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Posts published in “Day: June 21, 2012

Waste Pit meeting leaves unanswered questions

By Gilbert Hoffman


HIGHLANDS– Almost a hundred persons packed the social hall of the Methodist Church last Thursday evening, to hear the latest information on the toxic waste pits in the nearby San Jacinto River.

Making presentations were the TexansTogether advocacy group, and representatives from the federal Environmental Protection Agency, Dallas office. The meeting was called by the ad hoc San Jacinto River Coalition, represented by Sarah Davis, Jim Stouhall, Gary Wiggins, and others. Davis reminded the group that they have regular meetings on the second Thursday of every month, with the next meeting on July 12th at 7pm.

Also present, but not speaking, were representatives of the state TCEQ, state Health Department, Harris County Pollution Control Services, and Harris County Attorney’s office. Also attending were Scott Jones of the Galveston Bay Foundation, and their environmental consultant, recently hired, Jennifer Ronk, who will be advising them on technical matters.

This month’s meeting was especially relevant, because results of a new study commissioned by TexansTogether Education Fund (TTEF) were available and discussed. Mike Ruger presented a brief summary of the report, which had been carried out by Dr. Stephen King, a well-known and respected Houston area environmental toxicologist.

As reported by Ruger, Dr. King’s tests from September 2011 indicated that toxic levels of Dioxins and Furans had not diminished since 2005, even after the current containment cap had been put in place.

Based on testing of sediment, fish and oysters collected near the waste pit site, Dr. King recommended that “wading, swimming, fishing, crabbing and collecting of oysters and crabs should be banned.” In addition, aquatic life caught in the area should not be consumed, he said.

However, the presentation of current test results made by the EPA representatives differed from this study, and essentially came to a different conclusion. Donn Walters, Gary Miller, and Dr. Philip Turner of EPA presented slides and an analysis that indicated that their tests did not find any high level of toxins escaping into either the groundwater table or aquatic life, and no imminent health hazard. Levels of toxicity were deemed to be below those considered safe in normal environments, after the cap was put in place.

Miller said that EPA’s information was based on 240 sediment samples, some as deep as 10 feet, and 30 fish samples from three nearby areas. Sixteen additional soil borings taken in early May have not had test results reported yet, he said.

Miller made the point that the “cap” is continually monitored, and if a problem showed it was leaking, it would be immediately repaired with stockpiled material. EPA said that the current schedule is for studies to continue into 2013, and an “Action Plan” to be drafted and implemented in 2014, which could call for removal of the material.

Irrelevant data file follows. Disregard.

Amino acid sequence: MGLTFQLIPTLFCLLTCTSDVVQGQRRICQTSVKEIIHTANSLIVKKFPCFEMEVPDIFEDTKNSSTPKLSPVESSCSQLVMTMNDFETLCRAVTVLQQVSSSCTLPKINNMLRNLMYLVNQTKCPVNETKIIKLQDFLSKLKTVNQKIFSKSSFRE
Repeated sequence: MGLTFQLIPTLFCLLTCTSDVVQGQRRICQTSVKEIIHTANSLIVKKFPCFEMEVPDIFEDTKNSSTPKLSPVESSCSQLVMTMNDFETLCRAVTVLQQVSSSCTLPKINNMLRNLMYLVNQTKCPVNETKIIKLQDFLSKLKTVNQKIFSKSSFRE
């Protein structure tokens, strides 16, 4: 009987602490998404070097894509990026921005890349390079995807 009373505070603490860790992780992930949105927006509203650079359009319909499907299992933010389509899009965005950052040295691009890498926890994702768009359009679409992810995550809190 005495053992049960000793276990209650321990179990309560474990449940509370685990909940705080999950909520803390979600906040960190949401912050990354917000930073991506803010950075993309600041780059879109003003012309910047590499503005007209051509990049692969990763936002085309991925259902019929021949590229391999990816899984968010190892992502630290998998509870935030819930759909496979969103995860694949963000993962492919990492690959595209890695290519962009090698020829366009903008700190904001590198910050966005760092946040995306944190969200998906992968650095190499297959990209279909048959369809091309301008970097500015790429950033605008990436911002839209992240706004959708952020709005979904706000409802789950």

Asked why Dioxin levels are similar to 10 years ago, Rock answered that “it may take 10 years for big reductions. The Cap is only one year old. Dioxin is sticky, and takes a while to dissipate.”

Guilty verdict in Huffman murder trial: Rodriguez receives life sentence

By Christine Nguyen


HOUSTON— Raul Rodriguez, 47, faces life in prison after jurors convicted him of murder on Wednesday, June 13, two years after a May 2010 confrontation over a noisy party in a Huffman neighborhood that led to the shooting death of 36-year-old Kelly Danaher, and shooting injuries of two other men.

Prosecutors rejected claims of self-defense, using a 22-minute video Rodriguez made during the confrontation as pivotal evidence to describe him as a “neighborhood bully” who initiated the dispute. Rodriguez, irritated by the loud noise coming from the party, approached Danaher’s house with a pistol, a video camera, and a flashlight, which he allegedly shined in the victims faces’ to provoke them.

On the video, Rodriguez is heard telling the partygoers to keep the noise down, and later on the phone with the police saying his life is in danger. The video then goes black after Danaher and two other men approach him. There is a laugh, then a gunshot, then the camera falls.

Defense attorney Neal Davis argued Rodriguez only had a “split second” to defend himself after being charged by Danaher and the other men, one of whom’s blood alcohol content was more than three times the legal limit. Davis maintained that Rodriguez’s actions were protected under the Castle Doctrine, Texas’s version of a stand-your-ground law, which states that force is justified when there is a reasonable belief of threat. The Castle Doctrine was revised in 2007 to broaden the cases in which one is justified to use deadly force.

However, prosecutor Donna Logan accused Rodriguez of being a gun-touting aggressor with a knowledge of hand-gun law who purposely used phrases like “I’m standing my ground” and “My life is in danger” to assure his innocence. According to the Associated Press, one neighbor testified that Rodriguez, who has a concealed handgun license, had previously bragged about his guns.

Danaher’s widow, Mindy Danaher, tearfully testified to the courtroom that contrary to the defense, Danaher was not a confrontational person, nor was he capable of causing the dispute, saying that Rodriguez’s life was never in danger.

The case has gained widespread attention, drawing similarities to the widely publicized fatal shooting of Trayvon Martin, a 17-year-old unarmed black male. Both defense cases cited self-defense laws.

Rodriguez’s attorneys presented no witnesses in his defense. The jury deliberated for five hours before convicting Rodriguez of murder, bringing the two-week trial to an end.